This paper highlights the state of Public Finances Cross-Country Fiscal Monitor. This edition of the Cross-Country Fiscal Monitor provides an update of global fiscal developments and policy strategies, based on projections from the November 2009 WEO. These projections reflect the assessment of IMF staff of current country policies and initiatives expected during 2009–2014 Underlying fiscal trends in advanced economies are weaker than previously projected, however, lower expected costs of financial sector support in the United States mean that 2009 headline numbers are better. New estimates of needed medium-term fiscal adjustment in advanced economies. Fiscal policy will continue to provide substantial support to aggregate demand in most countries this year, but a tightening is projected to commence next year in G-20 emerging markets. Fiscal policy is projected to begin tightening in emerging G-20 economies next year, reflecting a combination of reduced anti-crisis spending and expected consolidation beyond the withdrawal of crisis-related stimulus in Brazil, Mexico, and Turkey, supported by a pick-up of growth. Higher commodity prices are also expected to contribute to lower overall deficit.
In response to the worst economic crisis since the 1930s, government budgets and central banks have provided substantial support for aggregate demand and for the financial sector. In the process, fiscal balances have deteriorated, government liabilities and central bank balance sheets have been expanded, and risks of future losses for the public sector have increased.
Mr. Paolo Mauro, Mr. Mark A Horton, and Mr. Manmohan S. Kumar
This paper presents sharp increase in government debt has complicated the management of preexisting challenges from population aging, especially in advanced economies. The increase in debt ratios projected for these economies is the largest since World War II. The increase in deficits and debt raises complicated tradeoffs. Policymakers will need to balance two competing risks: on the one hand, a too hasty withdrawal of fiscal stimulus would risk nipping a recovery in the bud; on the other hand, with a delayed withdrawal investor concerns about sustainability may increase, leading to higher interest rates on government paper, undermining the recovery and increasing risks of a snowballing of debt. Regardless of the timing of adjustment, its necessary scale will be quite large, particularly for high-debt advanced economies. Preserving investor confidence in government solvency is key to avoiding an increase in interest rates, thereby not only preventing snowballing debt dynamics, but also ensuring that the fiscal stimulus is effective.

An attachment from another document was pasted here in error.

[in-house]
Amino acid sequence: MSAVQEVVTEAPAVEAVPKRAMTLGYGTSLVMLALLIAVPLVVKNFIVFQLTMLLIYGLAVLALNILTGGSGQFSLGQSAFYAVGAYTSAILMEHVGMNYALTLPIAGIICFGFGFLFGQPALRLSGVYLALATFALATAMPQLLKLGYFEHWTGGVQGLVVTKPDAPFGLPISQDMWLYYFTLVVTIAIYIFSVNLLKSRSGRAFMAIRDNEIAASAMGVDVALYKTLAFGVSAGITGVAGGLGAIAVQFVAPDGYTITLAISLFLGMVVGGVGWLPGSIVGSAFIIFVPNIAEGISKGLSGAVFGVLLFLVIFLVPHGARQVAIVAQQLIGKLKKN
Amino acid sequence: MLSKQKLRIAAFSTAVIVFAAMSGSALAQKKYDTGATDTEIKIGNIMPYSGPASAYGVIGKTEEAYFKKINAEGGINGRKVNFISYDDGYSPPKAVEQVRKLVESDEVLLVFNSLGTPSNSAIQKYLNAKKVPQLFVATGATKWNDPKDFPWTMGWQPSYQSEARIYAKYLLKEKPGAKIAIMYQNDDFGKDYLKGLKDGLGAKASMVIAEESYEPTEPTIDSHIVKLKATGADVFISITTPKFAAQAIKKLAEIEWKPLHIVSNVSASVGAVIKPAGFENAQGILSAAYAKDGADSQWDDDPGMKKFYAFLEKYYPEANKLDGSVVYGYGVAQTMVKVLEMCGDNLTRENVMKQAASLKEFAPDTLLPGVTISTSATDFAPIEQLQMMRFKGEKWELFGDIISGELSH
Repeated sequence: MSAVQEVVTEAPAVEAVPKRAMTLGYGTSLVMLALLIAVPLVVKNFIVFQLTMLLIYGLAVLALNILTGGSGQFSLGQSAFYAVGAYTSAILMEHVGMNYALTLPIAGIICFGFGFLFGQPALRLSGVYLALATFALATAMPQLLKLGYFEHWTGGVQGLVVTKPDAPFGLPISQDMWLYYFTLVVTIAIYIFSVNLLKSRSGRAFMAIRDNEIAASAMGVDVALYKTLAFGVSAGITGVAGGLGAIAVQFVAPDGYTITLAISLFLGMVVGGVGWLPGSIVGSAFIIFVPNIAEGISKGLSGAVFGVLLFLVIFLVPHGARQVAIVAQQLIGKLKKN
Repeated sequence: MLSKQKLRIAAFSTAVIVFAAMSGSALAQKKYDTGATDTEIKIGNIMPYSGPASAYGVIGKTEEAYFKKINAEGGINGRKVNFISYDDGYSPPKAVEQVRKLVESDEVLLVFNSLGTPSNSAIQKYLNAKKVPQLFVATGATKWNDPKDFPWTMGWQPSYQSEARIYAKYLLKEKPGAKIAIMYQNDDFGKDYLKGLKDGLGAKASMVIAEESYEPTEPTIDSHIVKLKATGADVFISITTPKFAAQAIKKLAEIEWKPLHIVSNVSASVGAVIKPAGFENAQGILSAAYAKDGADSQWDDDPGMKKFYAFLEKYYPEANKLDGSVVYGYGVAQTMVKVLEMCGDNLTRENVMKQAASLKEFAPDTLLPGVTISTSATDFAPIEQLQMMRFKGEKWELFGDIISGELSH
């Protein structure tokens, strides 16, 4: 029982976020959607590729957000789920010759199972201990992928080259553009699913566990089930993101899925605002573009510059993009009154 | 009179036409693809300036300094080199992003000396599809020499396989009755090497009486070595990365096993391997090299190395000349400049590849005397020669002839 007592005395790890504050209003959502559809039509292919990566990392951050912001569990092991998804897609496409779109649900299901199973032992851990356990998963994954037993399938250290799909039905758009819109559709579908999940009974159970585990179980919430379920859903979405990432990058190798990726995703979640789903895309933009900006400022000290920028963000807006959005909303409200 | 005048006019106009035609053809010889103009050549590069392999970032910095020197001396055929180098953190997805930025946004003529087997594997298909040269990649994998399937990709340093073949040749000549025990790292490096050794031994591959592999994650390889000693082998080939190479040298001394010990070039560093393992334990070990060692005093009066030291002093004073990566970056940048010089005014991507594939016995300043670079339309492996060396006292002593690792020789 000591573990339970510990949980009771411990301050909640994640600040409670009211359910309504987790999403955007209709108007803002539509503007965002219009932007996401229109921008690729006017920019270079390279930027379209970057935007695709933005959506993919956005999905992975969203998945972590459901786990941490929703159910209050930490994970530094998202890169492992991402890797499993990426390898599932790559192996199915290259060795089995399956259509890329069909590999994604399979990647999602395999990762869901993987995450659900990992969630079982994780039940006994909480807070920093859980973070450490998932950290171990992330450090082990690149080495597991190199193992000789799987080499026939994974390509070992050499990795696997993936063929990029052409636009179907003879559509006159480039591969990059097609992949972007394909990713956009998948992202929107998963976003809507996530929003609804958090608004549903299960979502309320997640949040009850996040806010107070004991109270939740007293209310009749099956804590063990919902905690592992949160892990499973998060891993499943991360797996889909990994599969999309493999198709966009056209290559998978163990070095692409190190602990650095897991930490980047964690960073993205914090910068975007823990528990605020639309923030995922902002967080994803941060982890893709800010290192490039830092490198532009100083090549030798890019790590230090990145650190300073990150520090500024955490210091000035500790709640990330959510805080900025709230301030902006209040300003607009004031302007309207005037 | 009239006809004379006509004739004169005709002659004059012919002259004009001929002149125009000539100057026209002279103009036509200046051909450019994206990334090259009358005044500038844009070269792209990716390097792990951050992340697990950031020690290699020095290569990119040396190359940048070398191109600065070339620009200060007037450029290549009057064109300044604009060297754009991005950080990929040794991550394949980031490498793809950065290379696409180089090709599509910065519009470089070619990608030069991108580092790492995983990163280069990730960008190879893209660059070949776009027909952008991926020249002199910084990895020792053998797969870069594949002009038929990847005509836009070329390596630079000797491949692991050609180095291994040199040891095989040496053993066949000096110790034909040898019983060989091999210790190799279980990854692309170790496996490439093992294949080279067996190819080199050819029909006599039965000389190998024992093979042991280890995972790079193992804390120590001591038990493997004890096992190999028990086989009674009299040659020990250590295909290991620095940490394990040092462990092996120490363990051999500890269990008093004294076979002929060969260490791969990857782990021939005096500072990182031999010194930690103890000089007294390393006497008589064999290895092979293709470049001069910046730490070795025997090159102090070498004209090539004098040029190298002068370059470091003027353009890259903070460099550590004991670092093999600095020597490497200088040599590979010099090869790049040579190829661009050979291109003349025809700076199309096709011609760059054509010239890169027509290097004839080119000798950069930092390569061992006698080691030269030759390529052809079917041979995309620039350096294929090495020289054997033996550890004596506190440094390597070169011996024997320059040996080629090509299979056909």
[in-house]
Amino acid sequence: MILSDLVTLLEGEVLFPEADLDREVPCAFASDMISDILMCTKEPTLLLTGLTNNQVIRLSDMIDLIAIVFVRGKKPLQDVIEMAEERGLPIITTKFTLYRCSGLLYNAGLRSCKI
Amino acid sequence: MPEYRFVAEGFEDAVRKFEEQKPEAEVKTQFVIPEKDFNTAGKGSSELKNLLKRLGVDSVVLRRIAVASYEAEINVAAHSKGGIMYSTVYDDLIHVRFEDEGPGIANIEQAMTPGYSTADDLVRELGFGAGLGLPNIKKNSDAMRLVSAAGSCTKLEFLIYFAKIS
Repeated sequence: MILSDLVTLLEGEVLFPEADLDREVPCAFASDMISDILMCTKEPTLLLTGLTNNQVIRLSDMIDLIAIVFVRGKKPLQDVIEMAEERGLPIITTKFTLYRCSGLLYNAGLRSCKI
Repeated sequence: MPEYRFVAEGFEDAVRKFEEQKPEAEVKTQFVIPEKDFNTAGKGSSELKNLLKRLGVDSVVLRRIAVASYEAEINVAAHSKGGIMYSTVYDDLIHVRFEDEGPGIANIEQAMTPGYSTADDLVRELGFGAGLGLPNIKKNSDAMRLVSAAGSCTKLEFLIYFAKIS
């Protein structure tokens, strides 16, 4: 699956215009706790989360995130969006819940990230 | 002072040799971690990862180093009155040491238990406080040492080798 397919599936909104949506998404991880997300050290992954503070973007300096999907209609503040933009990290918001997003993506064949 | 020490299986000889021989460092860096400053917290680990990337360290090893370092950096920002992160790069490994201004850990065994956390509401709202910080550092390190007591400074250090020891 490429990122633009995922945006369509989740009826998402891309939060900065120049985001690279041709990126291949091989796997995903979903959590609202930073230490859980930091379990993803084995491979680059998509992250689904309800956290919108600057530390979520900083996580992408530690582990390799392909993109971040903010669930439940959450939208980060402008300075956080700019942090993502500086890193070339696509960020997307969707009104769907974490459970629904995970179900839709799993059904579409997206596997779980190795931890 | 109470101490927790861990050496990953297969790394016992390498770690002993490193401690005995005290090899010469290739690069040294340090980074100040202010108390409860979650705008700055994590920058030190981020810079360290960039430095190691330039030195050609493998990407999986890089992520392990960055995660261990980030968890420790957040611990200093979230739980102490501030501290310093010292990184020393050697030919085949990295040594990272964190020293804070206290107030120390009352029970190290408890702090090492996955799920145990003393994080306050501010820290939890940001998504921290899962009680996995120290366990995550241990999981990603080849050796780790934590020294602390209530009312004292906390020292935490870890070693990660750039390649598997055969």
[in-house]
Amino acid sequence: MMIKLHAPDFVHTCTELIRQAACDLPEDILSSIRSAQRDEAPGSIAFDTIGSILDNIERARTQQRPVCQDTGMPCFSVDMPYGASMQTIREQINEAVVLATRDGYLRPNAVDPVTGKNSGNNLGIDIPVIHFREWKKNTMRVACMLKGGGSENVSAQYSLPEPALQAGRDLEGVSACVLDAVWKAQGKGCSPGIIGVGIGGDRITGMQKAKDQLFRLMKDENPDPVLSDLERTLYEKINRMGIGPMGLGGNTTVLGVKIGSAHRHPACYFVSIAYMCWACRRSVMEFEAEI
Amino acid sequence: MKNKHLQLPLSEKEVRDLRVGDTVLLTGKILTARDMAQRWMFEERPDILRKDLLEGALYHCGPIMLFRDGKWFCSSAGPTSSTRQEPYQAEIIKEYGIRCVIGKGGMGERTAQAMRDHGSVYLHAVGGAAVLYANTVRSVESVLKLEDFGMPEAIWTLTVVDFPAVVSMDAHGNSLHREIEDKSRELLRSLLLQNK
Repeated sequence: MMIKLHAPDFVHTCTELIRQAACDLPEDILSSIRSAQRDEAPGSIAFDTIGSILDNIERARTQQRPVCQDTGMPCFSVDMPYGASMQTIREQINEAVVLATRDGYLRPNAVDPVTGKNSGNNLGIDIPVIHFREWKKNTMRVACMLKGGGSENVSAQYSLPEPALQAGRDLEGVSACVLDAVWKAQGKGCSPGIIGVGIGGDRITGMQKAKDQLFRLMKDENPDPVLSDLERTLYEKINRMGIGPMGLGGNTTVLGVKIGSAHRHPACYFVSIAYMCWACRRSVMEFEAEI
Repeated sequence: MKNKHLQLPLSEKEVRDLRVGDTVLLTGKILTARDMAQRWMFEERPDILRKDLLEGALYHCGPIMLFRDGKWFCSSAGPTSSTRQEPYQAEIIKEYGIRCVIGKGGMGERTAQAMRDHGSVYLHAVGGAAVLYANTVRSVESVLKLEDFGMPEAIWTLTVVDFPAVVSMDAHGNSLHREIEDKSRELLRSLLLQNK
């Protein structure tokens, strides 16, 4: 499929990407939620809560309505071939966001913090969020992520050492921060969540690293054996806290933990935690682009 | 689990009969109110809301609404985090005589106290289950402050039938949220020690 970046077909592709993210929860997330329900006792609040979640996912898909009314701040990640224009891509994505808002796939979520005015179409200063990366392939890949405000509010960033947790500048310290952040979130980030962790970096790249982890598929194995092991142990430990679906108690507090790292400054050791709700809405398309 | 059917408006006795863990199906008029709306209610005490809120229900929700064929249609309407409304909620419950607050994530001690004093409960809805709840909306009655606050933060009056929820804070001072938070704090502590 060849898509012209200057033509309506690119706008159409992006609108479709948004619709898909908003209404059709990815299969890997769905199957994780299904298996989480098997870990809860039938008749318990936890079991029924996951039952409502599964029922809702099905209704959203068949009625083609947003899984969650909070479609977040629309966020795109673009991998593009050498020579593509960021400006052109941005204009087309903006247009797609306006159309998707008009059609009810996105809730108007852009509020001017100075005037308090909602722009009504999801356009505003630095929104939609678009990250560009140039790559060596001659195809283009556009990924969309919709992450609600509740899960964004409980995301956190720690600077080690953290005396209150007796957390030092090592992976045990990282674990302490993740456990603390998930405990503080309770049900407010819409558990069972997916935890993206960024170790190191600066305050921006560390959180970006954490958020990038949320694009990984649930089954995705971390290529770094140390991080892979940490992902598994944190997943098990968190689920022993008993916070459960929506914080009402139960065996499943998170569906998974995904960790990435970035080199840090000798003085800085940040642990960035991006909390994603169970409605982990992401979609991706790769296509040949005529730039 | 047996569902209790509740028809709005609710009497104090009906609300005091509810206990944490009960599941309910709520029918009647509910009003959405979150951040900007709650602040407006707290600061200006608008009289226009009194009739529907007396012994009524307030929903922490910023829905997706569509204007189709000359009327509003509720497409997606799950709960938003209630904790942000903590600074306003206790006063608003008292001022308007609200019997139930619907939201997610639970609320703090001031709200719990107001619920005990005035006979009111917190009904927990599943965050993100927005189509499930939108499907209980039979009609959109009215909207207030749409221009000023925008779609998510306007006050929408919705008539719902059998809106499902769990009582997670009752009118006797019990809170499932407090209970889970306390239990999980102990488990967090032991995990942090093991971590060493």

This paper analyzes how fiscal and monetary policy typically respond during downturns in G7 countries. It evaluates whether discretionary fiscal responses to downturns are timely and temporary, and compares the response of fiscal policy to that of monetary policy. The results suggest that while responding more weakly and less quickly than monetary policy, discretionary fiscal policy is more timely than conventional wisdom would suggest, particularly in “Anglo-Saxon” countries, but the response differs substantially across fiscal instruments. Both fiscal and monetary policy are found to be subject to an easing bias, with more easing during downturns than tightening during upturns; and liable to easing in response to erroneously perceived downturns, many of which are subsequently revised to expansions.
Mr. Gauti B. Eggertsson and Mr. Jonathan David Ostry
This paper examines the effects of quantitative easing implemented by the Bank of Japan (BoJ) since early 2001, looking specifically at the impact on inflation expectations and real asset prices. It suggests a number of possible channels through which quantitative easing may have exerted influence, and reviews some of the empirical evidence linking open market operations and long-term bond purchases to real yields and other asset prices. It argues that quantitative easing has had smaller effects on nominal and real variables than desired, mainly because the BoJ has not succeeded in credibly communicating its policy intentions once the zero bound on short-term rates ceases to be binding. It argues that setting clear goals for inflation and a return to interest rate targeting are not only key elements of a successful strategy to avoid deflation, but are also essential to pin down expectations and avoid instability once deflation wanes.